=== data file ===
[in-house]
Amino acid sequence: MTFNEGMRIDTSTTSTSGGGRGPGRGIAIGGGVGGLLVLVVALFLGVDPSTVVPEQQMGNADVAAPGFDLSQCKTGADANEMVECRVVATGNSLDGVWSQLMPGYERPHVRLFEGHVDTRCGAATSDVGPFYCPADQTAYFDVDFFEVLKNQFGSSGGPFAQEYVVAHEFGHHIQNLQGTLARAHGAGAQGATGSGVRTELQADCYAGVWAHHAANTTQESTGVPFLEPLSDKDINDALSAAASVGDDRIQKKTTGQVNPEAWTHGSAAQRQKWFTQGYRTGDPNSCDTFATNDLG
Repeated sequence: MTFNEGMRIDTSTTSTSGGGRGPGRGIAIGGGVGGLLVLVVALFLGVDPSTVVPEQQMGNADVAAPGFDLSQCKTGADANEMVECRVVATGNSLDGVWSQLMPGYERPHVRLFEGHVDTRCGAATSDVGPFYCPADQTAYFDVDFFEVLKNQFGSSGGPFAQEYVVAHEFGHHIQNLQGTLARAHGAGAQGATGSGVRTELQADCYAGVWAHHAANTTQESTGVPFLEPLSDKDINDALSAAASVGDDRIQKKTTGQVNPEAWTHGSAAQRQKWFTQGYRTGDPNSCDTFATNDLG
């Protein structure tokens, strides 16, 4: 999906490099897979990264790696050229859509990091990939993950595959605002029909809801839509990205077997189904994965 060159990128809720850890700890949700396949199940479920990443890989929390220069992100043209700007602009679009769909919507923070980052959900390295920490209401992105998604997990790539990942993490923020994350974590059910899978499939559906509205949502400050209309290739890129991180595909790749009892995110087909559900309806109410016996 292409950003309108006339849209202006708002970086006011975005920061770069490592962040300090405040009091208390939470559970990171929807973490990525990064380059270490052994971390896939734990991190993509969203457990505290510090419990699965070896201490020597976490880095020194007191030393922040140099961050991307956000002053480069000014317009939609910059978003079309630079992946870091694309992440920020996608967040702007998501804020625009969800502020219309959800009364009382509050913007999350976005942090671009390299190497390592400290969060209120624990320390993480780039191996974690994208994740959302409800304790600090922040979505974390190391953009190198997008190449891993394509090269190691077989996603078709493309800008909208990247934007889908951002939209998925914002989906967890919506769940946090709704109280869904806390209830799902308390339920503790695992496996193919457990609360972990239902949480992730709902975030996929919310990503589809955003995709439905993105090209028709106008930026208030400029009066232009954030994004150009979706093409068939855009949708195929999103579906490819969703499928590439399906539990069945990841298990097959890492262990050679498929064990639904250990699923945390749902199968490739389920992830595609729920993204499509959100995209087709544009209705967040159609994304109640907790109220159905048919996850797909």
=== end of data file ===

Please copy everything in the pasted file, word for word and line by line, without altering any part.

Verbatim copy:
[in-house]
Amino acid sequence: MTFNEGMRIDTSTTSTSGGGRGPGRGIAIGGGVGGLLVLVVALFLGVDPSTVVPEQQMGNADVAAPGFDLSQCKTGADANEMVECRVVATGNSLDGVWSQLMPGYERPHVRLFEGHVDTRCGAATSDVGPFYCPADQTAYFDVDFFEVLKNQFGSSGGPFAQEYVVAHEFGHHIQNLQGTLARAHGAGAQGATGSGVRTELQADCYAGVWAHHAANTTQESTGVPFLEPLSDKDINDALSAAASVGDDRIQKKTTGQVNPEAWTHGSAAQRQKWFTQGYRTGDPNSCDTFATNDLG
Repeated sequence: MTFNEGMRIDTSTTSTSGGGRGPGRGIAIGGGVGGLLVLVVALFLGVDPSTVVPEQQMGNADVAAPGFDLSQCKTGADANEMVECRVVATGNSLDGVWSQLMPGYERPHVRLFEGHVDTRCGAATSDVGPFYCPADQTAYFDVDFFEVLKNQFGSSGGPFAQEYVVAHEFGHHIQNLQGTLARAHGAGAQGATGSGVRTELQADCYAGVWAHHAANTTQESTGVPFLEPLSDKDINDALSAAASVGDDRIQKKTTGQVNPEAWTHGSAAQRQKWFTQGYRTGDPNSCDTFATNDLG
């Protein structure tokens, strides 16, 4: 999906490099897979990264790696050229859509990091990939993950595959605002029909809801839509990205077997189904994965 060159990128809720850890700890949700396949199940479920990443890989929390220069992100043209700007602009679009769909919507923070980052959900390295920490209401992105998604997990790539990942993490923020994350974590059910899978499939559906509205949502400050209309290739890129991180595909790749009892995110087909559900309806109410016996 292409950003309108006339849209202006708002970086006011975005920061770069490592962040300090405040009091208390939470559970990171929807973490990525990064380059270490052994971390896939734990991190993509969203457990505290510090419990699965070896201490020597976490880095020194007191030393922040140099961050991307956000002053480069000014317009939609910059978003079309630079992946870091694309992440920020996608967040702007998501804020625009969800502020219309959800009364009382509050913007999350976005942090671009390299190497390592400290969060209120624990320390993480780039191996974690994208994740959302409800304790600090922040979505974390190391953009190198997008190449891993394509090269190691077989996603078709493309800008909208990247934007889908951002939209998925914002989906967890919506769940946090709704109280869904806390209830799902308390339920503790695992496996193919457990609360972990239902949480992730709902975030996929919310990503589809955003995709439905993105090209028709106008930026208030400029009066232009954030994004150009979706093409068939855009949708195929999103579906490819969703499928590439399906539990069945990841298990097959890492262990050679498929064990639904250990699923945390749902199968490739389920992830595609729920993204499509959100995209087709544009209705967040159609994304109640907790109220159905048919996850797909």